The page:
Biewen: The city hopes to capitalize on its big military presence, and its history. Local people played roles on both sides of the revolutionary war, and the town was named after the French hero Lafayette. At the end of the Civil War, Sherman's Army came through town and burned an arsenal. John Meroski of the Convention and Visitors Bureau.
Biewen: Almost everybody agrees it will be tough to change Fayetteville's image. Chuck Fager is a kind of resident pacifist in this military town. He's Director of Quaker House. The group runs a hotline to help service members who want to get out of the military.
Biewen: Fager argues an Army town can never be an attractive destination for most people who have no direct contact with the military and like it that way.
Biewen: A survey by the Fayetteville Observer found that one in four local residents knew someone personally who's been killed in Iraq or Afghanistan. Almost 40 percent know a service member who's been wounded.
The trauma that sometimes comes with military life takes other forms, too.
Biewen: To some in Fayetteville, these recent reports on child abuse felt like piling on. Already, the city faced constant questions about domestic homicides involving Fort Bragg soldiers. In one six-week spate in the summer of 2002, four military wives were murdered, all allegedly by their soldier husbands just back from Afghanistan. Two of the four soldiers also killed themselves.
Military families are often at high risk for spouse and child abuse even before you add stressful deployments to war zones, says Pam McEvoy of the Child Advocacy Center of Fayetteville.
Biewen: McEvoy praises Fort Bragg's leaders for facing the problems head-on. Garrison Commander Al Aycock says the Army already had an array of counseling programs before the spate of domestic killings, but not enough soldiers and their families were using them.
Biewen: Aycock says the Army also got better at packaging the help that it offers its people. For example, by changing the name of a counseling group for soldiers suffering post-traumatic stress.
Biewen: Getting good attendance at the dads' class could save lives. McEvoy of the Child Advocacy Center says Fort Bragg and the surrounding communities have higher than average rates of shaken baby syndrome.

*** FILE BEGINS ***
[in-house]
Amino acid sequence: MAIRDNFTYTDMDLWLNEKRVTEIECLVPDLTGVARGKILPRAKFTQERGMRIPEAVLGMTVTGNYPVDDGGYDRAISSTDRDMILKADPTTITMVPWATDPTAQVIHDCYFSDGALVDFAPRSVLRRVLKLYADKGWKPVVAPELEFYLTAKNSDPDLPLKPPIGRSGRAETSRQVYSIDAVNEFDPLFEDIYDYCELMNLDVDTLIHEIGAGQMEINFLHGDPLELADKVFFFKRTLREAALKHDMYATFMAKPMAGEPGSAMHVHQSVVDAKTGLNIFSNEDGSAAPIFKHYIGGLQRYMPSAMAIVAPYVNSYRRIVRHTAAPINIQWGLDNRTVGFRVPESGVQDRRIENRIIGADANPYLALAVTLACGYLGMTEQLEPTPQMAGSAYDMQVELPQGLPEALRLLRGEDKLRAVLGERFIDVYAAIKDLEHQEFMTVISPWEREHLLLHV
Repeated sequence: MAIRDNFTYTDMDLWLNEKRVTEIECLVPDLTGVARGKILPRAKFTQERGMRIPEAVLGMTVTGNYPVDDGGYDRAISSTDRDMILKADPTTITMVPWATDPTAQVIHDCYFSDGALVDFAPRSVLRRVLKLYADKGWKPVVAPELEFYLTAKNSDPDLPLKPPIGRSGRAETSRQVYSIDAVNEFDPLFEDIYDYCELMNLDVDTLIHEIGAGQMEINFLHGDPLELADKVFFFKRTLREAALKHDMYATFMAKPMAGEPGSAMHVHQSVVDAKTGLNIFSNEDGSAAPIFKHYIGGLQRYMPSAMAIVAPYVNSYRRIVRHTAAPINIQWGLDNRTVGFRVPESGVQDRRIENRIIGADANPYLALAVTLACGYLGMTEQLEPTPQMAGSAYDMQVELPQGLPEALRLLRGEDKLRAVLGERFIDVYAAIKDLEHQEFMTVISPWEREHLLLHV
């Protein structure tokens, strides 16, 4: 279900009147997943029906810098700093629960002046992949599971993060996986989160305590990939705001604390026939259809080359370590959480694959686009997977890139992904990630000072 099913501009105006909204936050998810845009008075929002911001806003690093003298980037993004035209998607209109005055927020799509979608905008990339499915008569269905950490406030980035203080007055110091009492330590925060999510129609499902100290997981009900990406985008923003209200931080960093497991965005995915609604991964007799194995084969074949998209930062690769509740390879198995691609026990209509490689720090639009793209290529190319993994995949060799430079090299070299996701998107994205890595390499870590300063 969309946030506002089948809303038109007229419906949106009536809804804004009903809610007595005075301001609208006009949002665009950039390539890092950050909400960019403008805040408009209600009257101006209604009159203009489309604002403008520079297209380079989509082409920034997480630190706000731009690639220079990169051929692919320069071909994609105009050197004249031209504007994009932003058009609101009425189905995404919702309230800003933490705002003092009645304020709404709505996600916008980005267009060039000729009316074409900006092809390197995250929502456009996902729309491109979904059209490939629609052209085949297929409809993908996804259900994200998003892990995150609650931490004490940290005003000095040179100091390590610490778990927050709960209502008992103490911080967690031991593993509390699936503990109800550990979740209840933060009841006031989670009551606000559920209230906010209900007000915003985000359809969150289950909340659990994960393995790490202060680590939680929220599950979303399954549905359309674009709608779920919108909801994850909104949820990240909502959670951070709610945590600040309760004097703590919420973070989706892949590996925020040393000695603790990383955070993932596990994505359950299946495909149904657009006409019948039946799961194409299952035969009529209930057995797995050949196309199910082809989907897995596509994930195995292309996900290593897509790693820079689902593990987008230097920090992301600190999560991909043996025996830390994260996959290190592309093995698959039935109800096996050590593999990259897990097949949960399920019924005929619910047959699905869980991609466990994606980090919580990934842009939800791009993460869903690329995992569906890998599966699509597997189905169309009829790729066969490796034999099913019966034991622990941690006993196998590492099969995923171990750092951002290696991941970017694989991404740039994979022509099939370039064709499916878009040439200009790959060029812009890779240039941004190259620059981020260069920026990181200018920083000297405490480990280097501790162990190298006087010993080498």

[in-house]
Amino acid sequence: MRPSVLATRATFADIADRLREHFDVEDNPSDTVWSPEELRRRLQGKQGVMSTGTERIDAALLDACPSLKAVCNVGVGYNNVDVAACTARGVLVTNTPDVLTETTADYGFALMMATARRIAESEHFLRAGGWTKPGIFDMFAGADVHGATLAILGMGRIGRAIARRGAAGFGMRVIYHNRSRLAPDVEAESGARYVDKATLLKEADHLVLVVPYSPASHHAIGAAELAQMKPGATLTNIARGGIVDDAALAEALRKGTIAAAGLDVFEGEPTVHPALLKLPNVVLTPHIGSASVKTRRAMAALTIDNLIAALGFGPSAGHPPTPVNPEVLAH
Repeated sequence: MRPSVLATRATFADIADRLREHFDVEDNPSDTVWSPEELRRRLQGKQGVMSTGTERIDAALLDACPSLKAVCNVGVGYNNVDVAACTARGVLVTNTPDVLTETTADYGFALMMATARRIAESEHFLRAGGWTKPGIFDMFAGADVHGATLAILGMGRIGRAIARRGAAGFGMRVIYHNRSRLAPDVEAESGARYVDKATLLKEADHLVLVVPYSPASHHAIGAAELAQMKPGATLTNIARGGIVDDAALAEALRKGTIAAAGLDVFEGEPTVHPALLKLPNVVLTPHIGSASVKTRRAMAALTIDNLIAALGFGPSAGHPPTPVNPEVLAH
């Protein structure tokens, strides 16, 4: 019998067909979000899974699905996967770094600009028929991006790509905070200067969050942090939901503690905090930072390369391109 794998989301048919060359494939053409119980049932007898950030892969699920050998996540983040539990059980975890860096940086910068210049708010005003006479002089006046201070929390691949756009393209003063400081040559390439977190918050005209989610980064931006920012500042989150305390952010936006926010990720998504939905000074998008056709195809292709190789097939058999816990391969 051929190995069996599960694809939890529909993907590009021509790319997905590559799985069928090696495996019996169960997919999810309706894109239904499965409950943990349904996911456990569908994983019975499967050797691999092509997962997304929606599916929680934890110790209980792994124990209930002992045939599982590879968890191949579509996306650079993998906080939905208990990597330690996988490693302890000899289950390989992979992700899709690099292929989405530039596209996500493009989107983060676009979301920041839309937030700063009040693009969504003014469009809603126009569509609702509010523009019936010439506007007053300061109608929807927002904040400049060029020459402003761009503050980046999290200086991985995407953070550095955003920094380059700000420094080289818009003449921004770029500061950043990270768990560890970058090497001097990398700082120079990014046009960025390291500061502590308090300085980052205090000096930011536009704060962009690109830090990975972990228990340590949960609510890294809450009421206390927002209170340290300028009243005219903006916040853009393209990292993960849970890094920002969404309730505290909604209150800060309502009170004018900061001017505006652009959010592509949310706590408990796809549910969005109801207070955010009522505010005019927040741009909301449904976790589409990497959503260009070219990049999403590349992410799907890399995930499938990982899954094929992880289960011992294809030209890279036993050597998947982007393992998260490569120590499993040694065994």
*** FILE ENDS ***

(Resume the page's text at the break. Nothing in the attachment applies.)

Biewen: People in Fayetteville know that lots of outsiders, especially in more upscale cities, see their town as undesirable and blame the military. But some people in town say the big military presence has had positive social effects, too. Take race, and the example set by Fort Bragg.
Biewen: Former newspaper editor Roy Parker points out the military ended racial segregation well before most of Southern society did. By 1951, Fort Bragg ran its own segregated schools for the children of soldiers; the white kids in a spacious building, the black children squeezed into a smaller one.
Biewen: That is, three years before the Brown decision, and more than a decade before segregation ended in the Fayetteville public schools.
If you ask the men at the mostly-black VFW Post 6018 in Fayetteville, there doesn't seem to be any doubt that the military's been a welcome influence.
Biewen: Phillip Allen is a 54-year-old Vietnam Veteran. His father, James Allen, was a mess sergeant at Fort Bragg after World War II, so Phillip grew up there in the 1950s and '60s.
Biewen: The father and son remember going to movie theaters during the Jim Crow years in Fayetteville.
Biewen Allen: And, by contrast, on Fort Bragg.
Biewen: When black students from Fayetteville State sat in at segregated lunch counters in the early '60s, small groups of soldiers, Black and white, went downtown to support them. Nobody claims Fayetteville has solved racial inequality, but many argue it's more open and tolerant today than it would have been without the military. The town elected its first Black mayor, Marshall Pitts, in 2001.
Biewen: Over the decades, thanks to the U.S. military's global reach, soldiers have brought the world to Fayetteville.
Biewen: Every September since the late 1970s, Fayetteville has held an International Folk Festival on its downtown streets. There's food, costumes and traditional dance from countries across the world.
Biewen: Mayor Pitts.
Biewen: A highlight of the festival is a parade of nations, a miniature Olympic opening ceremony through the town square. This time, about 30 nations are represented, from Argentina to Vietnam. The largest delegations come from places with big U.S. Army posts: Japan and Okinawa, Korea, the Philippines, Panama.
Biewen: Diversity among the people of Fayetteville extends to opinions about the Iraq War.
Biewen: In March, 2005, on the second anniversary of the start of the war, about 3,000 people join an anti-war march and rally in Fayetteville. It's billed as the biggest anti-war demonstration in town since 1971 when Jane Fonda came here to protest the Vietnam War.
Biewen: Mabry drove down from Raleigh for the demonstration. Some others came from Chapel Hill, Washington D.C. and beyond.